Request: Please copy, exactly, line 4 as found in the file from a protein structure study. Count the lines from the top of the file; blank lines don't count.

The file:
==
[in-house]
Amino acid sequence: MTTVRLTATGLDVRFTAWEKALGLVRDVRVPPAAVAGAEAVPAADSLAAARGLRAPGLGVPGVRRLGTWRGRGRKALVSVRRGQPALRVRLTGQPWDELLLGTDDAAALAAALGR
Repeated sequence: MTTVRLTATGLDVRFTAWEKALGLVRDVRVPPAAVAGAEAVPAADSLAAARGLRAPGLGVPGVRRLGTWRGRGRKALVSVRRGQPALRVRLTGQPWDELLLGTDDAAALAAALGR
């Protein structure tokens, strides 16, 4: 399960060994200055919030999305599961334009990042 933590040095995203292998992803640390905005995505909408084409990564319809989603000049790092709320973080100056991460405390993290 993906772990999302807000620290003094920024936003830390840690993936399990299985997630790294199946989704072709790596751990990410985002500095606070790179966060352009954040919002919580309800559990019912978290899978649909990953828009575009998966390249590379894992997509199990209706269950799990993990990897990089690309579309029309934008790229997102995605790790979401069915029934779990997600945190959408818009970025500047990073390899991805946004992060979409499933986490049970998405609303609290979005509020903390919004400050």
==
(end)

């Protein structure tokens, strides 16, 4: 399960060994200055919030999305599961334009990042 933590040095995203292998992803640390905005995505909408084409990564319809989603000049790092709320973080100056991460405390993290 993906772990999302807000620290003094920024936003830390840690993936399990299985997630790294199946989704072709790596751990990410985002500095606070790179966060352009954040919002919580309800559990019912978290899978649909990953828009575009998966390249590379894992997509199990209706269950799990993990990897990089690309579309029309934008790229997102995605790790979401069915029934779990997600945190959408818009970025500047990073390899991805946004992060979409499933986490049970998405609303609290979005509020903390919004400050």